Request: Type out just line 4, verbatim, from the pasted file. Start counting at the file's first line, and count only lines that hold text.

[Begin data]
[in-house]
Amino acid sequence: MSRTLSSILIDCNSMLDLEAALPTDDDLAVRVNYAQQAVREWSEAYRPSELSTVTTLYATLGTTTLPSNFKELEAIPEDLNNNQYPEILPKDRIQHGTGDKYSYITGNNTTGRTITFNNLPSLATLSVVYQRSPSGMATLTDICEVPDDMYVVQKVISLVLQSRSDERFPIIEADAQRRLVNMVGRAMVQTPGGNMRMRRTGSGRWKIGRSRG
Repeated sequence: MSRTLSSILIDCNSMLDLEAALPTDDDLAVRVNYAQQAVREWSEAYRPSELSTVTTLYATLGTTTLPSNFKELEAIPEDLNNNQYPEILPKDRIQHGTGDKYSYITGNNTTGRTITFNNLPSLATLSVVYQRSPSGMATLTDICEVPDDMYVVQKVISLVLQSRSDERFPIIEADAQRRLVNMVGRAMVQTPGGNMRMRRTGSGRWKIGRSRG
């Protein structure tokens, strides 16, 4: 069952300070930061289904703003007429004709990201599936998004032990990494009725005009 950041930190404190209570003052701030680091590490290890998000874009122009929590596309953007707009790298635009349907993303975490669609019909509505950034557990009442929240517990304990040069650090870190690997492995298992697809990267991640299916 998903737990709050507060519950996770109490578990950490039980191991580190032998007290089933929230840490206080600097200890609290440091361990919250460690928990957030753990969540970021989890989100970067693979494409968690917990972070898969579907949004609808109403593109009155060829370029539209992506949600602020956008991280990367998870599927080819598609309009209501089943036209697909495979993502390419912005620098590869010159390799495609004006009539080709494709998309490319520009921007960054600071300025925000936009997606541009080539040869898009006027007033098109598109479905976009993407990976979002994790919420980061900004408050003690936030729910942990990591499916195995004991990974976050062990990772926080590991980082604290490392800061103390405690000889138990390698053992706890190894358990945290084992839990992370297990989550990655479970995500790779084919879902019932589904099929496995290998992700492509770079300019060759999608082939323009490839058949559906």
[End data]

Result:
């Protein structure tokens, strides 16, 4: 069952300070930061289904703003007429004709990201599936998004032990990494009725005009 950041930190404190209570003052701030680091590490290890998000874009122009929590596309953007707009790298635009349907993303975490669609019909509505950034557990009442929240517990304990040069650090870190690997492995298992697809990267991640299916 998903737990709050507060519950996770109490578990950490039980191991580190032998007290089933929230840490206080600097200890609290440091361990919250460690928990957030753990969540970021989890989100970067693979494409968690917990972070898969579907949004609808109403593109009155060829370029539209992506949600602020956008991280990367998870599927080819598609309009209501089943036209697909495979993502390419912005620098590869010159390799495609004006009539080709494709998309490319520009921007960054600071300025925000936009997606541009080539040869898009006027007033098109598109479905976009993407990976979002994790919420980061900004408050003690936030729910942990990591499916195995004991990974976050062990990772926080590991980082604290490392800061103390405690000889138990390698053992706890190894358990945290084992839990992370297990989550990655479970995500790779084919879902019932589904099929496995290998992700492509770079300019060759999608082939323009490839058949559906």